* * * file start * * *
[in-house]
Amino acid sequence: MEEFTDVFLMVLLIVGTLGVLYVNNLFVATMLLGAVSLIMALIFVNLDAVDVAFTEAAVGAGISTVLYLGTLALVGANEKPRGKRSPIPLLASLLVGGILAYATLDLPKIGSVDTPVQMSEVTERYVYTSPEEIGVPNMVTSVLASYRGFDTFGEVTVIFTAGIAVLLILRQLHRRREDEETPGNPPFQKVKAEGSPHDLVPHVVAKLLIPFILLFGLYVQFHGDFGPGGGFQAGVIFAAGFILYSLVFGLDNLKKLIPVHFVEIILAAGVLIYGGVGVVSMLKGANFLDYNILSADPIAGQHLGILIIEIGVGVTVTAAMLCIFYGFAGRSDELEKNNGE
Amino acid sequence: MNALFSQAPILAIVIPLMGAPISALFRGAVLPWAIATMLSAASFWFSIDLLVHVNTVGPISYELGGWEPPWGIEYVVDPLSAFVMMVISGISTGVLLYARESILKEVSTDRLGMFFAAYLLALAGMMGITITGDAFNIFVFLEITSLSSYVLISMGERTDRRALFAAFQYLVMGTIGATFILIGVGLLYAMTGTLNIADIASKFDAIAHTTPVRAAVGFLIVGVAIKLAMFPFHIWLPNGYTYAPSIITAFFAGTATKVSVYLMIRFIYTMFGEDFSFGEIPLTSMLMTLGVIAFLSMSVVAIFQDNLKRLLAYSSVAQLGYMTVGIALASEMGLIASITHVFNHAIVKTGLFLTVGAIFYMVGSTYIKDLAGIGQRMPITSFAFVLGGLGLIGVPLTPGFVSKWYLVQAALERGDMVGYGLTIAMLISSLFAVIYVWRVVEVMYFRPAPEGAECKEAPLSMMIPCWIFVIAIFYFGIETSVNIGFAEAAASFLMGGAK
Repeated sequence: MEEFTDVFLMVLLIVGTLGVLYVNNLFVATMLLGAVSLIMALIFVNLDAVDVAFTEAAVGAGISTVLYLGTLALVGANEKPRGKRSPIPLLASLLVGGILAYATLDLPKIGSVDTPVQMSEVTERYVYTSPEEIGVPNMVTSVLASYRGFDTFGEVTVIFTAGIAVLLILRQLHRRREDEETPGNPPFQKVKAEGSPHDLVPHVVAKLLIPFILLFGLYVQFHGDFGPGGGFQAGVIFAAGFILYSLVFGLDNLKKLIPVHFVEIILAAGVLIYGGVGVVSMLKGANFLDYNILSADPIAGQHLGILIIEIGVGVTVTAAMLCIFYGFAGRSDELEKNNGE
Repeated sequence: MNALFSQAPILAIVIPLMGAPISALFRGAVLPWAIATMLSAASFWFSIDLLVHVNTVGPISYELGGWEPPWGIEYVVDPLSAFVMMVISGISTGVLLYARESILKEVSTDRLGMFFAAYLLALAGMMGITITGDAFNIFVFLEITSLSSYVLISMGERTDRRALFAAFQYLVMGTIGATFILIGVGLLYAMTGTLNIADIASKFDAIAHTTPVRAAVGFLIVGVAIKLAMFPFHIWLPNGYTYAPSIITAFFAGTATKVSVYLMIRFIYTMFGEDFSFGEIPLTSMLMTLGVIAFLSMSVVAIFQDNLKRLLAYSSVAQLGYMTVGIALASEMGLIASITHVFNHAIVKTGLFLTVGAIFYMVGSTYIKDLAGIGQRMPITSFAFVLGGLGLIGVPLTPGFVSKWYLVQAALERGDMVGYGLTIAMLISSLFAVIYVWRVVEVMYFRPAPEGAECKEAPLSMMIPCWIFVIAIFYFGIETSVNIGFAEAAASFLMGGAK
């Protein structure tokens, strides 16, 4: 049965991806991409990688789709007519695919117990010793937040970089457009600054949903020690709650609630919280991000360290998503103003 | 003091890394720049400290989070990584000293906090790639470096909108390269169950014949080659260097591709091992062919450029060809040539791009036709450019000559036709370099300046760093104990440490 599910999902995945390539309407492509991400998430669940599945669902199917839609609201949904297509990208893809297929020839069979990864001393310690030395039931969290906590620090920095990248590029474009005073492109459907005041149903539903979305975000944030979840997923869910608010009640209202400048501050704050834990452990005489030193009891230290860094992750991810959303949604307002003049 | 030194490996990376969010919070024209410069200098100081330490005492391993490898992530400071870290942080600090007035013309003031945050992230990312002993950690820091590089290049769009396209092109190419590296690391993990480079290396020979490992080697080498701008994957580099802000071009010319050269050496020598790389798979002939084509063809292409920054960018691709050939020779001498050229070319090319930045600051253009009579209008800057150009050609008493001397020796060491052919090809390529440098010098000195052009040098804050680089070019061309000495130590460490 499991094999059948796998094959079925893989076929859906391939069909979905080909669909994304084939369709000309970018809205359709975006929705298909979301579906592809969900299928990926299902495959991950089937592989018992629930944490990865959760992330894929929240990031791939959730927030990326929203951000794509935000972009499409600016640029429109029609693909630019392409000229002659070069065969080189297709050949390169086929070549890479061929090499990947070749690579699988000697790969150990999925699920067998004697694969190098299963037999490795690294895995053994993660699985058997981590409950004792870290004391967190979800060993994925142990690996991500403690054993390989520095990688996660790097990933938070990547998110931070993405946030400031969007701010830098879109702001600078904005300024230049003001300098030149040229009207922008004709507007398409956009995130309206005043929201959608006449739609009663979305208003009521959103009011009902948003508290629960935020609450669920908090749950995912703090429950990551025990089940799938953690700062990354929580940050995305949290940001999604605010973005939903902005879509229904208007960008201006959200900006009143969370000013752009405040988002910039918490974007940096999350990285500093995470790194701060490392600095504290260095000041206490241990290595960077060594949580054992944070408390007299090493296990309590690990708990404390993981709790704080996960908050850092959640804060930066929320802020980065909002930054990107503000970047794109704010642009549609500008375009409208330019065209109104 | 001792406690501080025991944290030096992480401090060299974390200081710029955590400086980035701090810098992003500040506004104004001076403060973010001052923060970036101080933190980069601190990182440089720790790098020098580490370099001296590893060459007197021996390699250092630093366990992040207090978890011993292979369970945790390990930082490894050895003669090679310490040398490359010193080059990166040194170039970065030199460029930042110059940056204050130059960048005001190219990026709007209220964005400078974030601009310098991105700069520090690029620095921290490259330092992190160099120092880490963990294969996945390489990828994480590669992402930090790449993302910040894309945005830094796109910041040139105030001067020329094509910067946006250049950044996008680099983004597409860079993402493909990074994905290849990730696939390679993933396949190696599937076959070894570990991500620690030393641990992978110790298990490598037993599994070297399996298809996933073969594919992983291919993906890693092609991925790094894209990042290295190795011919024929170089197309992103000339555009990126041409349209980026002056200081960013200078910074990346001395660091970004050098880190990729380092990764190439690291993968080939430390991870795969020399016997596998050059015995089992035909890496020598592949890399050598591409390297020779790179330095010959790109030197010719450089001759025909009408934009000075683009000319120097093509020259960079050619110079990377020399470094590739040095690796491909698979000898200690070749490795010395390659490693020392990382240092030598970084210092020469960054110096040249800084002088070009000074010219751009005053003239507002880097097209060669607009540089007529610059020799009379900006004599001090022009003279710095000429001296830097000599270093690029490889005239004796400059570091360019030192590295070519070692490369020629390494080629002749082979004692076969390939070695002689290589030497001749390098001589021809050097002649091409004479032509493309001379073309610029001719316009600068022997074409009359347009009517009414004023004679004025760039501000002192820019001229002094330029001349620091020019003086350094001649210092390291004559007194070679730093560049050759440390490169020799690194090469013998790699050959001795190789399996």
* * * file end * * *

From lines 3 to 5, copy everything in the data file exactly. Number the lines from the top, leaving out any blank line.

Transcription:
Amino acid sequence: MNALFSQAPILAIVIPLMGAPISALFRGAVLPWAIATMLSAASFWFSIDLLVHVNTVGPISYELGGWEPPWGIEYVVDPLSAFVMMVISGISTGVLLYARESILKEVSTDRLGMFFAAYLLALAGMMGITITGDAFNIFVFLEITSLSSYVLISMGERTDRRALFAAFQYLVMGTIGATFILIGVGLLYAMTGTLNIADIASKFDAIAHTTPVRAAVGFLIVGVAIKLAMFPFHIWLPNGYTYAPSIITAFFAGTATKVSVYLMIRFIYTMFGEDFSFGEIPLTSMLMTLGVIAFLSMSVVAIFQDNLKRLLAYSSVAQLGYMTVGIALASEMGLIASITHVFNHAIVKTGLFLTVGAIFYMVGSTYIKDLAGIGQRMPITSFAFVLGGLGLIGVPLTPGFVSKWYLVQAALERGDMVGYGLTIAMLISSLFAVIYVWRVVEVMYFRPAPEGAECKEAPLSMMIPCWIFVIAIFYFGIETSVNIGFAEAAASFLMGGAK
Repeated sequence: MEEFTDVFLMVLLIVGTLGVLYVNNLFVATMLLGAVSLIMALIFVNLDAVDVAFTEAAVGAGISTVLYLGTLALVGANEKPRGKRSPIPLLASLLVGGILAYATLDLPKIGSVDTPVQMSEVTERYVYTSPEEIGVPNMVTSVLASYRGFDTFGEVTVIFTAGIAVLLILRQLHRRREDEETPGNPPFQKVKAEGSPHDLVPHVVAKLLIPFILLFGLYVQFHGDFGPGGGFQAGVIFAAGFILYSLVFGLDNLKKLIPVHFVEIILAAGVLIYGGVGVVSMLKGANFLDYNILSADPIAGQHLGILIIEIGVGVTVTAAMLCIFYGFAGRSDELEKNNGE
Repeated sequence: MNALFSQAPILAIVIPLMGAPISALFRGAVLPWAIATMLSAASFWFSIDLLVHVNTVGPISYELGGWEPPWGIEYVVDPLSAFVMMVISGISTGVLLYARESILKEVSTDRLGMFFAAYLLALAGMMGITITGDAFNIFVFLEITSLSSYVLISMGERTDRRALFAAFQYLVMGTIGATFILIGVGLLYAMTGTLNIADIASKFDAIAHTTPVRAAVGFLIVGVAIKLAMFPFHIWLPNGYTYAPSIITAFFAGTATKVSVYLMIRFIYTMFGEDFSFGEIPLTSMLMTLGVIAFLSMSVVAIFQDNLKRLLAYSSVAQLGYMTVGIALASEMGLIASITHVFNHAIVKTGLFLTVGAIFYMVGSTYIKDLAGIGQRMPITSFAFVLGGLGLIGVPLTPGFVSKWYLVQAALERGDMVGYGLTIAMLISSLFAVIYVWRVVEVMYFRPAPEGAECKEAPLSMMIPCWIFVIAIFYFGIETSVNIGFAEAAASFLMGGAK